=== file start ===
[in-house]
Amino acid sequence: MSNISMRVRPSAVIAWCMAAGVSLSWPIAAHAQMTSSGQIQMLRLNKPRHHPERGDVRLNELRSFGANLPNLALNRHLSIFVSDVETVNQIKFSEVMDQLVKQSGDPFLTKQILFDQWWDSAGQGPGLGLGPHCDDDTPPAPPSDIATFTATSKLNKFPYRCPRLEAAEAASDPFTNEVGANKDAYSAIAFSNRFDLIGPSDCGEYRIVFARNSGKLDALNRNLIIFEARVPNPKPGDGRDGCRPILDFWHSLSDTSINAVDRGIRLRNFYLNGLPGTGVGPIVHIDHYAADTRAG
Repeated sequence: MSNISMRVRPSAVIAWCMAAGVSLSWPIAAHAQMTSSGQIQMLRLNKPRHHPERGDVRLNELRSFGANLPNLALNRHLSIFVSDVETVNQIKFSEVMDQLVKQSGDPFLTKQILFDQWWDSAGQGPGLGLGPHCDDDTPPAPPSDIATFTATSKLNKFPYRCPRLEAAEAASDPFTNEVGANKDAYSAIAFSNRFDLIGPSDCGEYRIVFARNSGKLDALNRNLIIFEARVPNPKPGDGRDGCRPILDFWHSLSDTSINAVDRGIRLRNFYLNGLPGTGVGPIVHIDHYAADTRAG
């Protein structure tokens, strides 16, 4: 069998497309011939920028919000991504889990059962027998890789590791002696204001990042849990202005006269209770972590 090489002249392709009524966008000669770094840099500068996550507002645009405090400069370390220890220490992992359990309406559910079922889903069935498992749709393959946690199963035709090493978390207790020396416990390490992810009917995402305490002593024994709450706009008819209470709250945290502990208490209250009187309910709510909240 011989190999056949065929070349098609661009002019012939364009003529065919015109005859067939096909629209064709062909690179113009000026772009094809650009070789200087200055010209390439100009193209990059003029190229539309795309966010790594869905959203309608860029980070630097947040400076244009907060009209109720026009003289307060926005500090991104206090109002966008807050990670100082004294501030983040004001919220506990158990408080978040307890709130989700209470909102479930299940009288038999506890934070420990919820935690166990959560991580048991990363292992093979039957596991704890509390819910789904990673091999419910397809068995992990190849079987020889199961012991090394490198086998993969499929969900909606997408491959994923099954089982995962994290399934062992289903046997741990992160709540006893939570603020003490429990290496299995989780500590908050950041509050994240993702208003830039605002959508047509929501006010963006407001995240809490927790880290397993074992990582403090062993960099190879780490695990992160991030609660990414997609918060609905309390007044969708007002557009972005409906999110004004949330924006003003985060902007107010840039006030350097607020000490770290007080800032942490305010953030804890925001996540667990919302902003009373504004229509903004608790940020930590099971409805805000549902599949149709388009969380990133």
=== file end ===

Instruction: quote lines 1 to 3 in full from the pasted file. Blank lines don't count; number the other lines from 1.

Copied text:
[in-house]
Amino acid sequence: MSNISMRVRPSAVIAWCMAAGVSLSWPIAAHAQMTSSGQIQMLRLNKPRHHPERGDVRLNELRSFGANLPNLALNRHLSIFVSDVETVNQIKFSEVMDQLVKQSGDPFLTKQILFDQWWDSAGQGPGLGLGPHCDDDTPPAPPSDIATFTATSKLNKFPYRCPRLEAAEAASDPFTNEVGANKDAYSAIAFSNRFDLIGPSDCGEYRIVFARNSGKLDALNRNLIIFEARVPNPKPGDGRDGCRPILDFWHSLSDTSINAVDRGIRLRNFYLNGLPGTGVGPIVHIDHYAADTRAG
Repeated sequence: MSNISMRVRPSAVIAWCMAAGVSLSWPIAAHAQMTSSGQIQMLRLNKPRHHPERGDVRLNELRSFGANLPNLALNRHLSIFVSDVETVNQIKFSEVMDQLVKQSGDPFLTKQILFDQWWDSAGQGPGLGLGPHCDDDTPPAPPSDIATFTATSKLNKFPYRCPRLEAAEAASDPFTNEVGANKDAYSAIAFSNRFDLIGPSDCGEYRIVFARNSGKLDALNRNLIIFEARVPNPKPGDGRDGCRPILDFWHSLSDTSINAVDRGIRLRNFYLNGLPGTGVGPIVHIDHYAADTRAG